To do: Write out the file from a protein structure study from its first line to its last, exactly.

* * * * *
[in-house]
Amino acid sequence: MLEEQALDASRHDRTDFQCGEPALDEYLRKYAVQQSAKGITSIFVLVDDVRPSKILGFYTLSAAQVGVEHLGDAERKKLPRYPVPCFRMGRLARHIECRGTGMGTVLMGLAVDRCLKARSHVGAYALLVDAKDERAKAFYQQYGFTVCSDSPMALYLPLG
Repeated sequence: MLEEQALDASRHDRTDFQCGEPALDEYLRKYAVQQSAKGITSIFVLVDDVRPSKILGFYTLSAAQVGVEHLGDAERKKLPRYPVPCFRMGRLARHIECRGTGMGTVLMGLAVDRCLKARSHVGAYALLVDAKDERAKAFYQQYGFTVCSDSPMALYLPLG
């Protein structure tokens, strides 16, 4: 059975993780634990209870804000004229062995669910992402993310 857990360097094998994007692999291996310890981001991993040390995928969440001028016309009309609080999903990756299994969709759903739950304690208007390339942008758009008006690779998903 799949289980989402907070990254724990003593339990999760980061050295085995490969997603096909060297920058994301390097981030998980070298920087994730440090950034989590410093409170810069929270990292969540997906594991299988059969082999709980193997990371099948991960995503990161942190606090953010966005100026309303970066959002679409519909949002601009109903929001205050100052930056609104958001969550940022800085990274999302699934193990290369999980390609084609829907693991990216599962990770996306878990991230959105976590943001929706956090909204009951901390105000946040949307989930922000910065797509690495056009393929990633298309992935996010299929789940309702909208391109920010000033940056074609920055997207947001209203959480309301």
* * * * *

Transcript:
[in-house]
Amino acid sequence: MLEEQALDASRHDRTDFQCGEPALDEYLRKYAVQQSAKGITSIFVLVDDVRPSKILGFYTLSAAQVGVEHLGDAERKKLPRYPVPCFRMGRLARHIECRGTGMGTVLMGLAVDRCLKARSHVGAYALLVDAKDERAKAFYQQYGFTVCSDSPMALYLPLG
Repeated sequence: MLEEQALDASRHDRTDFQCGEPALDEYLRKYAVQQSAKGITSIFVLVDDVRPSKILGFYTLSAAQVGVEHLGDAERKKLPRYPVPCFRMGRLARHIECRGTGMGTVLMGLAVDRCLKARSHVGAYALLVDAKDERAKAFYQQYGFTVCSDSPMALYLPLG
């Protein structure tokens, strides 16, 4: 059975993780634990209870804000004229062995669910992402993310 857990360097094998994007692999291996310890981001991993040390995928969440001028016309009309609080999903990756299994969709759903739950304690208007390339942008758009008006690779998903 799949289980989402907070990254724990003593339990999760980061050295085995490969997603096909060297920058994301390097981030998980070298920087994730440090950034989590410093409170810069929270990292969540997906594991299988059969082999709980193997990371099948991960995503990161942190606090953010966005100026309303970066959002679409519909949002601009109903929001205050100052930056609104958001969550940022800085990274999302699934193990290369999980390609084609829907693991990216599962990770996306878990991230959105976590943001929706956090909204009951901390105000946040949307989930922000910065797509690495056009393929990633298309992935996010299929789940309702909208391109920010000033940056074609920055997207947001209203959480309301």